Airlines and destinations


Air Canada Vancouver
Air New Zealand Auckland, Christchurch, Queenstown,[32][33] Wellington[34][32]
Air Niugini Koror (begins 7 February 2023),[35] Port Moresby
Air Vanuatu Luganville, Port Vila[36]
Aircalin Nouméa
Airnorth Charter: Cairns, Gove[37]
Alliance Airlines Cloncurry, Emerald, Moranbah,[38] Weipa[39]
Charter: Alice Springs, Ayers Rock, Ballera, Miles, Mount Isa, Rockhampton, Roma, The Granites, Trepell[40]
Batik Air Malaysia Denpasar, Kuala Lumpur–International[41]
Cathay Pacific Hong Kong
China Airlines Auckland, Taipei–Taoyuan
Emirates Dubai–International
EVA Air Taipei–Taoyuan
Fiji Airways Nadi
Jetstar Adelaide, Auckland (begins 27 March 2023),[42] Ayers Rock,[43] Cairns, Canberra,[44] Darwin, Denpasar,[45] Hobart,[46] Launceston, Mackay, Melbourne, Newcastle, Perth,[47] Proserpine, Sydney, Townsville
Korean Air Seoul–Incheon[48]
Link Airways Armidale,[49] Biloela/Thangool,[50] Bundaberg,[51] Coffs Harbour,[52] Dubbo,[53] Inverell,[54] Melbourne–Essendon, Narrabri,[55] Orange,[56] Tamworth,[57] Wollongong[58]
Malaysia Airlines Kuala Lumpur–International (ends 28 March 2023)[59]
Nauru Airlines Honiara,[60] Majuro,[61] Nauru, Pohnpei,[62] Tarawa[61]
Philippine Airlines Manila
Qantas Adelaide, Apia–Faleolo,[63] Auckland, Cairns, Canberra, Christchurch, Darwin, Hamilton Island, Hobart, Los Angeles, Mackay, Melbourne, Norfolk Island, Nouméa, Perth, Port Hedland, Port Moresby, Queenstown, Singapore, Sydney, Tokyo–Haneda,[64] Townsville
Seasonal: Broome[65]
QantasLink Albury,[66] Alice Springs, Barcaldine, Blackall, Bundaberg, Cairns, Canberra, Coffs Harbour,[67] Emerald, Gladstone, Hervey Bay, Hobart, Launceston,[68] Longreach, Lord Howe Island, Mackay, Miles,[69] Moranbah, Mount Isa, Newcastle, Port Macquarie, Proserpine,[70] Rockhampton, Tamworth,[71] Townsville, Wagga Wagga[72]
Seasonal: Cooma[73]
Qatar Airways Doha[74][75]
Rex Airlines Bedourie, Birdsville, Boulia, Charleville, Cunnamulla, Melbourne,[76] Mount Isa, Quilpie, Roma,[77] St George, Sydney,[78] Thargomindah, Toowoomba, Windorah
Singapore Airlines Singapore
Skytrans Airlines Charter: Chinchilla, Taroom[79]
Solomon Airlines Honiara
United Airlines San Francisco[80]
Virgin Australia Adelaide, Alice Springs, Apia–Faleolo,[81] Cairns, Canberra, Darwin, Denpasar, Emerald, Gladstone, Hamilton Island, Hobart, Launceston, Mackay, Melbourne, Mount Isa, Nadi, Newcastle, Perth, Port Vila (resumes 10 March 2023),[82] Proserpine, Queenstown,[83] Rockhampton, Sydney, Townsville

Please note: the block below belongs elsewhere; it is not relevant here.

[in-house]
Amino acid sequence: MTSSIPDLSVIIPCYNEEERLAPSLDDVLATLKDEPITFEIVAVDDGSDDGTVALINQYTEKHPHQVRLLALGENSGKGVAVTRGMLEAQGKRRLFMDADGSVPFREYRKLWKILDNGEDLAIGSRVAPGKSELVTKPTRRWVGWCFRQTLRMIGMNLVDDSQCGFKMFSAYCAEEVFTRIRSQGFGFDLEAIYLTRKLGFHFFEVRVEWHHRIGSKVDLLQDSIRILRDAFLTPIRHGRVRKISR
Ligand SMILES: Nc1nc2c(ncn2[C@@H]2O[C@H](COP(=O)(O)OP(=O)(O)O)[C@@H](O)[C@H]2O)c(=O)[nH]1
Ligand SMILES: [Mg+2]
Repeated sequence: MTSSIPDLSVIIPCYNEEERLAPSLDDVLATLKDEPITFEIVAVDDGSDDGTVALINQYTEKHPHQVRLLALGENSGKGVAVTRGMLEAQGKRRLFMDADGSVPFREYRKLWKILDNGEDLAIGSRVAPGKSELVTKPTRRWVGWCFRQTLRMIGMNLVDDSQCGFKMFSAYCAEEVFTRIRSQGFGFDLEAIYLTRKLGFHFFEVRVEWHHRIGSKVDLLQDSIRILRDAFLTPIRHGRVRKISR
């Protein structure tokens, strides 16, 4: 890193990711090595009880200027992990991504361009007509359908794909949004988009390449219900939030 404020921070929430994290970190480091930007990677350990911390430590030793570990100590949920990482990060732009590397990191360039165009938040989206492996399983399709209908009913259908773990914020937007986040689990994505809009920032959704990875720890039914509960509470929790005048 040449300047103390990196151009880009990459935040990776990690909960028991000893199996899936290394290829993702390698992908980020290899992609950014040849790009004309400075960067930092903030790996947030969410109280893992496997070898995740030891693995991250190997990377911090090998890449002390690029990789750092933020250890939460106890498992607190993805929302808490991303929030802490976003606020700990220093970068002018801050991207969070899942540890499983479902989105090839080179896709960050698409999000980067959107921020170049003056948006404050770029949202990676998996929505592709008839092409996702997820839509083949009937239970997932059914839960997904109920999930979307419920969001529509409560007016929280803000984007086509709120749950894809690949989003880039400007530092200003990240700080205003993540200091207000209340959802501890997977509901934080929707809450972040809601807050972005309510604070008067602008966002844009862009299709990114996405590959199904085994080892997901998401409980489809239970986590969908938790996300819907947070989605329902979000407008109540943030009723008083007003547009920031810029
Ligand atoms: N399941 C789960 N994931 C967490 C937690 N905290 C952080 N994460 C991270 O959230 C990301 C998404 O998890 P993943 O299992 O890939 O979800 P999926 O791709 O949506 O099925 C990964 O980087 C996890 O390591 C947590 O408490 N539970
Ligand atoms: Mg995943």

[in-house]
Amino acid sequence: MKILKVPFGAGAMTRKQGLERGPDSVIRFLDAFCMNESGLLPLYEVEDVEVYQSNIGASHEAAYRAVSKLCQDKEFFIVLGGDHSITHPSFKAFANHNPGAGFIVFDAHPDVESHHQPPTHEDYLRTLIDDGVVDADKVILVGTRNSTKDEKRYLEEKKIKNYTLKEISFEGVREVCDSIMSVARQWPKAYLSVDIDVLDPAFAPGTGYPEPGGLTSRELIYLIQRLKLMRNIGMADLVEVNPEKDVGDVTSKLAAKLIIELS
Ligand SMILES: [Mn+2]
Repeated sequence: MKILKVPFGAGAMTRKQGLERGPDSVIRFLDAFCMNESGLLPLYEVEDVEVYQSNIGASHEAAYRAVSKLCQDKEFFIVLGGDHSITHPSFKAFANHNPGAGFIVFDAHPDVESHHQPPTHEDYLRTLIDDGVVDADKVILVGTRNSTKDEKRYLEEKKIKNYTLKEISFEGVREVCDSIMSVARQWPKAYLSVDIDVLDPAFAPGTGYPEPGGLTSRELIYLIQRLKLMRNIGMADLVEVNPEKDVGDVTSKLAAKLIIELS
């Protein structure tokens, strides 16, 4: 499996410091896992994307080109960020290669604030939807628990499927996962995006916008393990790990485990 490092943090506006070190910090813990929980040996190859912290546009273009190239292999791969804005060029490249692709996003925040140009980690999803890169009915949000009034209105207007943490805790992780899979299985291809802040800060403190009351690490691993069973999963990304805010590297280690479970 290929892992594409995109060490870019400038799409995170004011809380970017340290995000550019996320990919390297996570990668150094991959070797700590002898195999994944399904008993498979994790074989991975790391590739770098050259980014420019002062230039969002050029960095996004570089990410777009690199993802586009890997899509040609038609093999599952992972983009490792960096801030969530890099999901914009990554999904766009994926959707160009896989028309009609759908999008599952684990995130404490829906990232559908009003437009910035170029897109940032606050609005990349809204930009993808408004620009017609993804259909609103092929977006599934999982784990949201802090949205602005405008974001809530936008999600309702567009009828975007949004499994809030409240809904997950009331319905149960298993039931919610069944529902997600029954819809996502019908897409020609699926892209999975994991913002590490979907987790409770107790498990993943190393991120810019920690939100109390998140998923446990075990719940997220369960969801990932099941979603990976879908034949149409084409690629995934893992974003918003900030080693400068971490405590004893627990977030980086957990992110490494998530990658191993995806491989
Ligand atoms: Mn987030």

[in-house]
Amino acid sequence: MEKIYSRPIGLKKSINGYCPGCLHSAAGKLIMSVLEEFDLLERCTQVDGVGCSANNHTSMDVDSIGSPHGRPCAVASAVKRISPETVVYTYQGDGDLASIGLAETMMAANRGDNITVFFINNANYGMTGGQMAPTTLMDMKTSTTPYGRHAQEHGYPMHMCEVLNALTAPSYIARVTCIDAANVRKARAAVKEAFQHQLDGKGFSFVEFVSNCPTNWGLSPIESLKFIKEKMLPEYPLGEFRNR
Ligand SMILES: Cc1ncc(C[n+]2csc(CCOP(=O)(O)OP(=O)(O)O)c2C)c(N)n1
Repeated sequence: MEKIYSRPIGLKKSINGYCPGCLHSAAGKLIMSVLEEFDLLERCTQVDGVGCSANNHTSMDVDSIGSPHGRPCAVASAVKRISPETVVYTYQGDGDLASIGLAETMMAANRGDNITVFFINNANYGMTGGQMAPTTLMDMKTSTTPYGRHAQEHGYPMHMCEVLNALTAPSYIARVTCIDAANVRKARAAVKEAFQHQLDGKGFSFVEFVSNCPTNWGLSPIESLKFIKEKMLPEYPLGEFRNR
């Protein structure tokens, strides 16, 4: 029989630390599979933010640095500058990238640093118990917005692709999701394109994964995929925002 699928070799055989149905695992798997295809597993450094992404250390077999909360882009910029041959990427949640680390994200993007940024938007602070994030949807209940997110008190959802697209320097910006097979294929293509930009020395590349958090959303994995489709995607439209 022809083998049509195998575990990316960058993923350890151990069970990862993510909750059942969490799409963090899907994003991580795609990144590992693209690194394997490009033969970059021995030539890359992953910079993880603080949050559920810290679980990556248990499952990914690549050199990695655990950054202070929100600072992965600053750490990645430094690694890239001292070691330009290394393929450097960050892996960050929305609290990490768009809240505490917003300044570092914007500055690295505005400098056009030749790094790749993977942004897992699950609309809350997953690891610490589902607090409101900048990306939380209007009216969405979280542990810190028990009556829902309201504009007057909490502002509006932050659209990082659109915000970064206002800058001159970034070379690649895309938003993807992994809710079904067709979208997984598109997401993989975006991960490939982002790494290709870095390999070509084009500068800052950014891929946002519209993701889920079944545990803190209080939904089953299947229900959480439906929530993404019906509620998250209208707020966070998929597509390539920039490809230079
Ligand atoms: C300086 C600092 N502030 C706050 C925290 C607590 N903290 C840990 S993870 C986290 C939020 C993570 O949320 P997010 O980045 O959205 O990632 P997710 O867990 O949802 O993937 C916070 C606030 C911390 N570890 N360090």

Nauru Airlines[84][85] Honiara, Nauru
Pacific Air Express[86][87] Honiara, Nauru, Nouméa, Port Moresby, Port Vila
Qantas Freight[88] Cairns, Melbourne, Townsville
Toll Group Adelaide, Mackay, Melbourne, Perth, Rockhampton, Sydney, Sydney–Bankstown, Thangool, Townsville
Virgin Australia Cargo[89] Cairns, Melbourne, Sydney, Townsville

Other tennants

There are several operators of emergency medical retrieval and rescue services based at the airport, including LifeFlight Australia, the Royal Flying Doctor Service and AVCAIR.

Ground transport

Motorised transport

Brisbane Airport has 4 car-parks, all operating 24 hours a day, 7 days a week. There are 2 multi-level undercover car parks, the international, providing short and long term services, and the domestic also provides long and short term parking. Qantas and Virgin Australia also offer Valet Parking at the domestic terminal only. Total car spaces number 9,000.


The Airport line travels direct from each terminal to Brisbane and the Gold Coast

The airport has two railway stations as part of a privately owned airport rail line. The international terminal railway station is elevated and located next to the international terminal, as is the domestic railway station. Both stations are privately owned and operated by the Airtrain Citylink consortium. As a result, fares are more expensive than a regular suburban ticket however less than half the taxi fare. The AirtrainCitylink travels via the Queensland Rail City network to Fortitude Valley and the Brisbane CBD, with most trains continuing to the Gold Coast via South Bank.

Inter-terminal bus

There is an inter-terminal bus connecting the two terminals and the nearby Skygate shopping precinct, DFO and adjacent Novotel Brisbane Airport hotel.

Development projects

New parallel runway under construction with domestic terminal road approaches in foreground

New parallel runway